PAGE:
And Glenys told the House of Lords;

Andrew Mitchell said not long ago “On the whole politicians should do what they say they are going to do” and he confirmed that legislation would take the 0.7% commitment “beyond doubt”. I agree with him. So let’s do it.

You can read Ivan’s speech in full here and Glenys’ remarks here.

Letter to the Chief Secretary to the Treasury: UK spending on Overseas Development Assistance

Last week, the Coalition Government announced in it’s programme for International Development that it would “stick to the rules laid down by the OECD about what spending counts as aid.”

But many NGOs are critical of the OECD’s laws, with organisations such as Aid Watch arguing that many EU Governments count non-aid items as aid in order to inflate their official aid figures. Under Labour, the UK was not one of them.

Ahead of tomorrow’s Queen Speech, we’ve written to the Treasury to seek their assurance that Britain’s ODA will not be watered down through creative accounting.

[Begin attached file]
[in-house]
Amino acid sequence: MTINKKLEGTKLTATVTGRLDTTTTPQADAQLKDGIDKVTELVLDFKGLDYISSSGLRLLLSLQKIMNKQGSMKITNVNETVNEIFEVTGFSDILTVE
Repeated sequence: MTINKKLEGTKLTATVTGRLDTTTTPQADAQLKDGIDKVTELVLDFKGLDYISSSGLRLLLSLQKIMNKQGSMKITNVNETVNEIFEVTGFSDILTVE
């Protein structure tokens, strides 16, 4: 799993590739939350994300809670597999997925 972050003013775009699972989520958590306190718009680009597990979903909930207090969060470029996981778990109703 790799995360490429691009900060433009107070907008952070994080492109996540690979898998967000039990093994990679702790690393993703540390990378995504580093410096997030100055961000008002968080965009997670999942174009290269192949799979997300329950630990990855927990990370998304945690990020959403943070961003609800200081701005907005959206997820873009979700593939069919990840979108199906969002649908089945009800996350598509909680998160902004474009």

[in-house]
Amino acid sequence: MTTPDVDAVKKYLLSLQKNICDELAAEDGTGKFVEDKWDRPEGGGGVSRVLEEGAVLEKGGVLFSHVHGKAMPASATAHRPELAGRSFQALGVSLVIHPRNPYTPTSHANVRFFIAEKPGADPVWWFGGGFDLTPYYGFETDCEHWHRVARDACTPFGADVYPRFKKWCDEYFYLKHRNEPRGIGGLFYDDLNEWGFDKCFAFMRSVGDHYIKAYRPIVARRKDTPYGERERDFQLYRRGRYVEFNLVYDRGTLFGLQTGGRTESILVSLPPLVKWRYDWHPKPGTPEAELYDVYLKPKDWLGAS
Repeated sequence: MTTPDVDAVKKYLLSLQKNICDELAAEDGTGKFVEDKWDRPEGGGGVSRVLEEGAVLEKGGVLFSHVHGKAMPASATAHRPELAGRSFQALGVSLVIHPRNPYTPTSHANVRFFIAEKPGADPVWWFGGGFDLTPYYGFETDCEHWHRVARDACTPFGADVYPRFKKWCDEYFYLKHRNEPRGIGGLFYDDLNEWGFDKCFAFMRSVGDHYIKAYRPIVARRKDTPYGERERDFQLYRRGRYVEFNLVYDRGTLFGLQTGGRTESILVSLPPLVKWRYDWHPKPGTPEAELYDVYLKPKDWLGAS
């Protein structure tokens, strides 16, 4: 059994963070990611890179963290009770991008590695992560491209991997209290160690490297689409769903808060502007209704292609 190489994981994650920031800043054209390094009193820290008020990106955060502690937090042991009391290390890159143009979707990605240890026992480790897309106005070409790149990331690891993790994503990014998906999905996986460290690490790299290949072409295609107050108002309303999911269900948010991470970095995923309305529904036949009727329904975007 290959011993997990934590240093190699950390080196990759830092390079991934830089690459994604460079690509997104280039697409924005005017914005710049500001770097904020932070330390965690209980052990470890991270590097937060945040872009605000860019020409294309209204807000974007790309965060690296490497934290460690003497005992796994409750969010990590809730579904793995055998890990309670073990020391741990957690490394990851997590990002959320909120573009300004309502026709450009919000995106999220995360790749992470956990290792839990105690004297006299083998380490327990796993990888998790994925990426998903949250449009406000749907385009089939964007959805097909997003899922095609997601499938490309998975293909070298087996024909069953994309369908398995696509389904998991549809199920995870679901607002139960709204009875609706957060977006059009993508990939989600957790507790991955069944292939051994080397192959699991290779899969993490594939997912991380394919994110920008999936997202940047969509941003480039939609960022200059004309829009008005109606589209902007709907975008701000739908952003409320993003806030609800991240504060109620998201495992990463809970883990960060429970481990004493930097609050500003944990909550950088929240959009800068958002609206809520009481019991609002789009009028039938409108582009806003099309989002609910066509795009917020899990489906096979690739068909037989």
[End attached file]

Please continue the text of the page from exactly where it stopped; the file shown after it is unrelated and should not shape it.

UK spending on Overseas Development Assistance

Dear Chief Secretary to the Treasury,

We welcome the commitment in the coalition agreement to continue this country’s path to spending 0.7% of GNI by 2013 on Overseas Development Assistance. We also welcome the decision to enshrine this level of spending in law.

However, we are concerned about the make-up of this spending commitment, particularly given that senior civil servants in the Foreign Office, Ministry of Defence and Home Office are currently being asked to scrutinise their budgets for items that could be classified as ODA. If the coalition were to meet their promised ODA increases through an accountancy trick then Britain will not have kept its promise to the world’s poorest people. Double-counting cannot be equated to a material increase.

On this point the coalition’s reference to spending within OECD rules cannot be seen as a reassurance. UK ODA has always been of a higher standard than the OECD require, and it should be a source of pride that we do not count items such as university scholarships and costs associated with immigration towards our ODA.